Tag Archives: baking

National Homemade Bread Day (November 17th)

14 Nov

Readers, you know #thesmugcouple LOVES homemade bread. We’ve done chewy bagels, crusty hearth loafs, sourdoughs, and savoury prosciutto rings. Your day is always better with fresh homemade bread.

November 17th is National Homemade Bread Day and Enoteca Sociale (1288 Dundas St. W) wants our readers to try their hand at homemade bread with their very special 5-ingredient focaccia recipe by Head Chef Kris Schlotzhauer. We can’t think of anything better to do on a crisp Saturday afternoon.

The end result!

The end result!


Enoteca Sociale’s Famed 5-recipe Focaccia  


640g all purpose flour
25g salt
6g yeast
450g water
50g olive oil
1 sprig of rosemary


Mix dry ingredients together, then slowly add wet ingredients until fully incorporated.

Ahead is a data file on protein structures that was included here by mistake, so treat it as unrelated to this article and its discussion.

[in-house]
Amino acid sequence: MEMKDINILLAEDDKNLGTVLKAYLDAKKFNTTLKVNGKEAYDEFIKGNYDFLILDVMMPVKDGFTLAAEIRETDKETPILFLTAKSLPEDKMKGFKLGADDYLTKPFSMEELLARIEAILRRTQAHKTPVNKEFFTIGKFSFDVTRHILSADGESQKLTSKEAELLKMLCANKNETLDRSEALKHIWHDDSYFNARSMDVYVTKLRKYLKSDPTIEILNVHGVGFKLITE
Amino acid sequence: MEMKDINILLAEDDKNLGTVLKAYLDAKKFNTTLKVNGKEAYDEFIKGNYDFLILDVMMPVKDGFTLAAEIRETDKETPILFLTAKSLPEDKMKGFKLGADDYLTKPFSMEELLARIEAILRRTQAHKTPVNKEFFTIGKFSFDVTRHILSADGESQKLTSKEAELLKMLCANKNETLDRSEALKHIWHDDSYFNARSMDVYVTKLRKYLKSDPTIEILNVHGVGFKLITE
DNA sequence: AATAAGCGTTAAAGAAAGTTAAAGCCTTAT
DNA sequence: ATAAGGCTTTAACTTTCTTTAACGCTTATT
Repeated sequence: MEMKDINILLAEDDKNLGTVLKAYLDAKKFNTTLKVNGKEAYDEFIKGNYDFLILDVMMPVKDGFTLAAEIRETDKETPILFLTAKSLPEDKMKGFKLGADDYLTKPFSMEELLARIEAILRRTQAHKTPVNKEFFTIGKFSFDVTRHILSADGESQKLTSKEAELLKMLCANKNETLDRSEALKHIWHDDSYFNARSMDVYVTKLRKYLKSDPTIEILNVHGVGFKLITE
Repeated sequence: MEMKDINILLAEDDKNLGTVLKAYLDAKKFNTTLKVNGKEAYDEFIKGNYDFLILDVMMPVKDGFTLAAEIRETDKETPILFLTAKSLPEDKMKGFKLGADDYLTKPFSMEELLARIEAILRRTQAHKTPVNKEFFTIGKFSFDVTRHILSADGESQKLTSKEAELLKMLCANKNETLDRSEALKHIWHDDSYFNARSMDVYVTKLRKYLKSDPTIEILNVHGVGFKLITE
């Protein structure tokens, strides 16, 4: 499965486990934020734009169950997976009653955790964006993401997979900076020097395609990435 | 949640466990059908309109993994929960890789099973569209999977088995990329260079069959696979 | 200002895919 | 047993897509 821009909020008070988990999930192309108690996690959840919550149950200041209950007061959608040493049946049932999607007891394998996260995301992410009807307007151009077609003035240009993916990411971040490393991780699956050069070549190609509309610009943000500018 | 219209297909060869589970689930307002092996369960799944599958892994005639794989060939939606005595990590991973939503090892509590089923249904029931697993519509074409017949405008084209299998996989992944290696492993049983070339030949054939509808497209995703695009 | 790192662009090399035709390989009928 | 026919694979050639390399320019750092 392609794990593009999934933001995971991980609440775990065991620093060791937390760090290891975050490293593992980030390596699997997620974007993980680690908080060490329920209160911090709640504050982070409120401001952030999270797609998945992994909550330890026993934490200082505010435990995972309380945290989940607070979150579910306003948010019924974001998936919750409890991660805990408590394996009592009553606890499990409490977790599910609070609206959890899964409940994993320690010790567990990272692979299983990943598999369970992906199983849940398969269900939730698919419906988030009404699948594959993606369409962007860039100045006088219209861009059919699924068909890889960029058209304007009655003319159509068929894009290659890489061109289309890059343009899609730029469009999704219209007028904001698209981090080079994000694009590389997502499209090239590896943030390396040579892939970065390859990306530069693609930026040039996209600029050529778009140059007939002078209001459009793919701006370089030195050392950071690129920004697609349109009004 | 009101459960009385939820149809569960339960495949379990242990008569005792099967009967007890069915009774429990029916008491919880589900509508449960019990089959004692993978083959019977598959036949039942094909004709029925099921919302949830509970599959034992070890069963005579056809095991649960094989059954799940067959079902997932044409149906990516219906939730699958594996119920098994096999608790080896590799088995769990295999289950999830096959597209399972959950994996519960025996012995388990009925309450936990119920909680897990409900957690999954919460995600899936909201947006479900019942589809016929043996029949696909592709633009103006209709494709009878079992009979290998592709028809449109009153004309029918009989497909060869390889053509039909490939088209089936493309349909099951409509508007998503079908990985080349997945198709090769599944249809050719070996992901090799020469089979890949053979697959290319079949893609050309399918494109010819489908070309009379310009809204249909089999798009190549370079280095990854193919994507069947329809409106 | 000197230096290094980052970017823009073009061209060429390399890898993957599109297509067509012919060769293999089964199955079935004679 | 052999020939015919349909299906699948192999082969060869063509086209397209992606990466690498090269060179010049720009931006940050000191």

Knead the dough for 5 minutes and then rest for 30 minutes.

Knead the dough for 1 minute and then rest again for 30 minutes.

Place the dough into an oil pan then cover with a damp towel and allow to rise for 1 hour.

Bake at 425F for 30 minutes or until internal temperature reaches 205F. Cool on rack.

The result: Great crispy crust and tender interior. I’m surprised how simple the recipe was to execute.



  • This is a simple recipe no overnight biga(starter) needed!
  • Based on our past experience, we would suggest incorporating the flour and yeast together BEFORE adding salt. Mixing salt with yeast prematurely (because the former kills the latter) might mean that your focaccia won’t proof (rise) properly.
  • This should also be quite a wet dough. Don’t over-knead the bread because this can inhibit gluten development. Eschew your stand mixer and just gently fold your dough on itself with a silicone spatula.
  • Dock (pierce the dough with a fork) the bread right before you put it in the oven.
  • I topped my focaccia with some sea-salt and more fresh rosemary.

The first proof.



Ready to be baked!